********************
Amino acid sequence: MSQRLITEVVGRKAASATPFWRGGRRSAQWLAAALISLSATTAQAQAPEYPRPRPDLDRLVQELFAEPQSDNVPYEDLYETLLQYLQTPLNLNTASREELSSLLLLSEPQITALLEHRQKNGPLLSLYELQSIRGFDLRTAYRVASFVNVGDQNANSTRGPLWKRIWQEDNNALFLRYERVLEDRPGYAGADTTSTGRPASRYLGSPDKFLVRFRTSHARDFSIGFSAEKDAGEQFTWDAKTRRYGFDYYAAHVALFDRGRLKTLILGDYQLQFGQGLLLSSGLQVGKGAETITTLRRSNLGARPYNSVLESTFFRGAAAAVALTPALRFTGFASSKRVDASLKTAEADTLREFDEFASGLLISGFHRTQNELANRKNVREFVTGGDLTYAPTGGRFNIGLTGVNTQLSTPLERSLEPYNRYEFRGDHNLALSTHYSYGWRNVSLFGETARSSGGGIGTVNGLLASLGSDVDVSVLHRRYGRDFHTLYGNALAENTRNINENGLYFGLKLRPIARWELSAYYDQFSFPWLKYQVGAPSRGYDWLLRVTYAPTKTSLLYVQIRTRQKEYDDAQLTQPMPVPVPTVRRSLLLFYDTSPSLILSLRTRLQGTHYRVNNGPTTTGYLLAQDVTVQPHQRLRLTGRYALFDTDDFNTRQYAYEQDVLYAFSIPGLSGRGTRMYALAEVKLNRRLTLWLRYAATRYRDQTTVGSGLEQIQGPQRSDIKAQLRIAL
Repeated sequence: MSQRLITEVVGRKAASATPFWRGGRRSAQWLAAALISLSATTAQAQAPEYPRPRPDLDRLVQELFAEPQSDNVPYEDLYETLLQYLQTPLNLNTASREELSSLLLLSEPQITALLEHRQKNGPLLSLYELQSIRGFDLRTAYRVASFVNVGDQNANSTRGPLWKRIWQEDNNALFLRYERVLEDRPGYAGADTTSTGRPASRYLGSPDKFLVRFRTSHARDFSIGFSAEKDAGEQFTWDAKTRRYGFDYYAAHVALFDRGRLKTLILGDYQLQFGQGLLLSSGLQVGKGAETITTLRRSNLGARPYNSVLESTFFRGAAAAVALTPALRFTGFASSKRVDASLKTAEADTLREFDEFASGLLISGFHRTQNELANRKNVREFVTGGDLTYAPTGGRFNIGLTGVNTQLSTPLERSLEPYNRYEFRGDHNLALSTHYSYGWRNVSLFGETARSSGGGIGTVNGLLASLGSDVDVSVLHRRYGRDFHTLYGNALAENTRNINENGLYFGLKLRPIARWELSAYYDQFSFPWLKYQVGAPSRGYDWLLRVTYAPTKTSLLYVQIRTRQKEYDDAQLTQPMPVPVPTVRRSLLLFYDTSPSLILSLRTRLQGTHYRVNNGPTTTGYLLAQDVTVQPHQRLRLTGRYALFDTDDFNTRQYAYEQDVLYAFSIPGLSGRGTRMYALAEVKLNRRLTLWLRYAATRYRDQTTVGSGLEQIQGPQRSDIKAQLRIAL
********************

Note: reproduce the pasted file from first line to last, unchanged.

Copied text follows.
Amino acid sequence: MSQRLITEVVGRKAASATPFWRGGRRSAQWLAAALISLSATTAQAQAPEYPRPRPDLDRLVQELFAEPQSDNVPYEDLYETLLQYLQTPLNLNTASREELSSLLLLSEPQITALLEHRQKNGPLLSLYELQSIRGFDLRTAYRVASFVNVGDQNANSTRGPLWKRIWQEDNNALFLRYERVLEDRPGYAGADTTSTGRPASRYLGSPDKFLVRFRTSHARDFSIGFSAEKDAGEQFTWDAKTRRYGFDYYAAHVALFDRGRLKTLILGDYQLQFGQGLLLSSGLQVGKGAETITTLRRSNLGARPYNSVLESTFFRGAAAAVALTPALRFTGFASSKRVDASLKTAEADTLREFDEFASGLLISGFHRTQNELANRKNVREFVTGGDLTYAPTGGRFNIGLTGVNTQLSTPLERSLEPYNRYEFRGDHNLALSTHYSYGWRNVSLFGETARSSGGGIGTVNGLLASLGSDVDVSVLHRRYGRDFHTLYGNALAENTRNINENGLYFGLKLRPIARWELSAYYDQFSFPWLKYQVGAPSRGYDWLLRVTYAPTKTSLLYVQIRTRQKEYDDAQLTQPMPVPVPTVRRSLLLFYDTSPSLILSLRTRLQGTHYRVNNGPTTTGYLLAQDVTVQPHQRLRLTGRYALFDTDDFNTRQYAYEQDVLYAFSIPGLSGRGTRMYALAEVKLNRRLTLWLRYAATRYRDQTTVGSGLEQIQGPQRSDIKAQLRIAL
Repeated sequence: MSQRLITEVVGRKAASATPFWRGGRRSAQWLAAALISLSATTAQAQAPEYPRPRPDLDRLVQELFAEPQSDNVPYEDLYETLLQYLQTPLNLNTASREELSSLLLLSEPQITALLEHRQKNGPLLSLYELQSIRGFDLRTAYRVASFVNVGDQNANSTRGPLWKRIWQEDNNALFLRYERVLEDRPGYAGADTTSTGRPASRYLGSPDKFLVRFRTSHARDFSIGFSAEKDAGEQFTWDAKTRRYGFDYYAAHVALFDRGRLKTLILGDYQLQFGQGLLLSSGLQVGKGAETITTLRRSNLGARPYNSVLESTFFRGAAAAVALTPALRFTGFASSKRVDASLKTAEADTLREFDEFASGLLISGFHRTQNELANRKNVREFVTGGDLTYAPTGGRFNIGLTGVNTQLSTPLERSLEPYNRYEFRGDHNLALSTHYSYGWRNVSLFGETARSSGGGIGTVNGLLASLGSDVDVSVLHRRYGRDFHTLYGNALAENTRNINENGLYFGLKLRPIARWELSAYYDQFSFPWLKYQVGAPSRGYDWLLRVTYAPTKTSLLYVQIRTRQKEYDDAQLTQPMPVPVPTVRRSLLLFYDTSPSLILSLRTRLQGTHYRVNNGPTTTGYLLAQDVTVQPHQRLRLTGRYALFDTDDFNTRQYAYEQDVLYAFSIPGLSGRGTRMYALAEVKLNRRLTLWLRYAATRYRDQTTVGSGLEQIQGPQRSDIKAQLRIAL